SOLITUDE

And Jesus being full of the Holy Ghost . . . was led by the Spirit into the wilderness. And Jesus returned in the power of the Spirit. (Luke 4:1, 14)

 

When I was nine, I read a book about a hermit who lived in a cabin in the woods all by himself. I’d never heard the word “hermit” before then, but as soon as I finished the book, I ran to find my mother to announce,  “Mom, I know what I want to be when I grow up! A hermit!”

I love solitude. Even as a child, though I enjoyed playing with friends, my happiest hours were those I spent in a tree house with a book, or on my horse for a daylong ride, or writing poems in my bedroom. I am always most relaxed when I am alone. And paradoxically, as Lord Byron noted,  “in solitude, where we are least alone” is when I feel least lonely.

It’s not that I don’t like people. I love a rich conversation or a holiday party as much as anyone. But what I most look forward to is the after-time, when I can be alone and reflect on the conversation, or smile at the party memories.

As a teenager, I lived in rural Sonoma County in California. I loved going to San Francisco, the big city, for outings and cultural events; I loved the lights, the bustle, the sounds and smells, the people. What I loved most, though, was coming home at night, weary and happy, to hear the owls hoot and watch the moon play with shadows in the apple orchard. Sometimes late at night, like many teens, I’d sneak out my bedroom window. But whereas most sneakers would meet up with friends, I would walk into the woods in my pajamas and sit on a log in a clearing and listen to the night. I’d often pray, or sing to the deer. I still remember those quiet, solitary nights as a highlight of my youth.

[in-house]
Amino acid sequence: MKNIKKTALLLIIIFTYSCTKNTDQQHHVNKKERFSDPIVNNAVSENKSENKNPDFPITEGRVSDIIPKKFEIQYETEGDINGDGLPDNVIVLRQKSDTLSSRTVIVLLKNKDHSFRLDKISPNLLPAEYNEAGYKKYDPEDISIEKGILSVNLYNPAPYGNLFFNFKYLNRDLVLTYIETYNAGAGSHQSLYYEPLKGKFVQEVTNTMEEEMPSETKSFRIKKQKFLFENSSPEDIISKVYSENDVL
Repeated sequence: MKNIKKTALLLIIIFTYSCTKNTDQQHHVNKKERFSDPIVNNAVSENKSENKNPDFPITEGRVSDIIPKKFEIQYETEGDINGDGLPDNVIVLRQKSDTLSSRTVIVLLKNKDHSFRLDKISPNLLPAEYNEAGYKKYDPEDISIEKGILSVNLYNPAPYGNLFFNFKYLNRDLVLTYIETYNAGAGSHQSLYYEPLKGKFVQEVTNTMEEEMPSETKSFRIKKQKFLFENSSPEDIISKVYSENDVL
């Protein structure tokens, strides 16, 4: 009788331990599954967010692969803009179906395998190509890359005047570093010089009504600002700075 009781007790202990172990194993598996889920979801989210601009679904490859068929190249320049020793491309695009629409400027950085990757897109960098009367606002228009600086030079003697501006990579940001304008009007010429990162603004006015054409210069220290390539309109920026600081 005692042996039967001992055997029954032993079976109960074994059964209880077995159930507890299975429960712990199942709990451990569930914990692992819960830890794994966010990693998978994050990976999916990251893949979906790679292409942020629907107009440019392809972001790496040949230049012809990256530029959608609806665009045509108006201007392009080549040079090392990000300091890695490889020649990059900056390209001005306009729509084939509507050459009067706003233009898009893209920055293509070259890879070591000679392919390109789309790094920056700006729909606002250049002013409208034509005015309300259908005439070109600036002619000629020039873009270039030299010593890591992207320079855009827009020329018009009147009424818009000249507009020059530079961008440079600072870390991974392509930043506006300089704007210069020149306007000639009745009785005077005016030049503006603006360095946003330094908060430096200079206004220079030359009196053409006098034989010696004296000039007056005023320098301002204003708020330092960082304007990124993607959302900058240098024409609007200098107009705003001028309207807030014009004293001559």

When I was twelve, I realized I had to make a choice. It had become clear to me that to be so solitary had definite social disadvantages. I wanted to be a contribution in the world; I wanted to help people. That was the year I read stacks of biographies and found my heroes: Jane Addams, Albert Schweitzer, Martin Luther King. I could see that my dream of becoming a hermit was not the path of the hero I wanted to be.  I would have to learn to be “sociable.”

So I did. I did it so well that people to this day describe me as bubbly, outgoing, warm. And the warm is real; I really do have a deep love for people, especially one on one. I can often “see” people’s spirits and I can feel God’s love for them, which allows me to be a conduit for His love. I treasure those sacred connections.

But the bubbly and outgoing? Not so much. That’s pretend, the choice I made at twelve years old. I’ve been pretending for so many years, though, that it almost feels natural, even to me. I’ve become an effective leader. Yet I still sigh with relief when the people tasks are over and stillness returns.